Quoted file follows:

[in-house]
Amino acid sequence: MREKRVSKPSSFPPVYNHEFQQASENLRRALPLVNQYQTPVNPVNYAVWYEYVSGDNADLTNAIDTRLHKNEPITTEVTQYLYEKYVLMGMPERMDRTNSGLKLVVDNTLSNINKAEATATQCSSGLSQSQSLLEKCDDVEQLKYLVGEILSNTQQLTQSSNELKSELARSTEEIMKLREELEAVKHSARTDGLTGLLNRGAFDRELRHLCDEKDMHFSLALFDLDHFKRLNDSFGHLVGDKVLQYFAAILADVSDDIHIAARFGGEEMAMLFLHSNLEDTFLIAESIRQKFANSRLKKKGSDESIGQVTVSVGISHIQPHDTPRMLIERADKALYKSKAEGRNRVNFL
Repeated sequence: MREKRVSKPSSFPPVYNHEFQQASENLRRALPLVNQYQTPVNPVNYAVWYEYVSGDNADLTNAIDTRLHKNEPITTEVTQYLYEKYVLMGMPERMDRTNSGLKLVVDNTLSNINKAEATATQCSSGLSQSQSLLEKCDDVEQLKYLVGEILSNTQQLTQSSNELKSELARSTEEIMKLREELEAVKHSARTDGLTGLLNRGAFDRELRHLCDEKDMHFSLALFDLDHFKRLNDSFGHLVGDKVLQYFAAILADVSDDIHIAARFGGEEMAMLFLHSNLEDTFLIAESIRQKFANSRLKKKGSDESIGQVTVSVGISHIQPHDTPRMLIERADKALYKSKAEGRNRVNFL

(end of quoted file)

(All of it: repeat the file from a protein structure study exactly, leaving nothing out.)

[in-house]
Amino acid sequence: MREKRVSKPSSFPPVYNHEFQQASENLRRALPLVNQYQTPVNPVNYAVWYEYVSGDNADLTNAIDTRLHKNEPITTEVTQYLYEKYVLMGMPERMDRTNSGLKLVVDNTLSNINKAEATATQCSSGLSQSQSLLEKCDDVEQLKYLVGEILSNTQQLTQSSNELKSELARSTEEIMKLREELEAVKHSARTDGLTGLLNRGAFDRELRHLCDEKDMHFSLALFDLDHFKRLNDSFGHLVGDKVLQYFAAILADVSDDIHIAARFGGEEMAMLFLHSNLEDTFLIAESIRQKFANSRLKKKGSDESIGQVTVSVGISHIQPHDTPRMLIERADKALYKSKAEGRNRVNFL
Repeated sequence: MREKRVSKPSSFPPVYNHEFQQASENLRRALPLVNQYQTPVNPVNYAVWYEYVSGDNADLTNAIDTRLHKNEPITTEVTQYLYEKYVLMGMPERMDRTNSGLKLVVDNTLSNINKAEATATQCSSGLSQSQSLLEKCDDVEQLKYLVGEILSNTQQLTQSSNELKSELARSTEEIMKLREELEAVKHSARTDGLTGLLNRGAFDRELRHLCDEKDMHFSLALFDLDHFKRLNDSFGHLVGDKVLQYFAAILADVSDDIHIAARFGGEEMAMLFLHSNLEDTFLIAESIRQKFANSRLKKKGSDESIGQVTVSVGISHIQPHDTPRMLIERADKALYKSKAEGRNRVNFL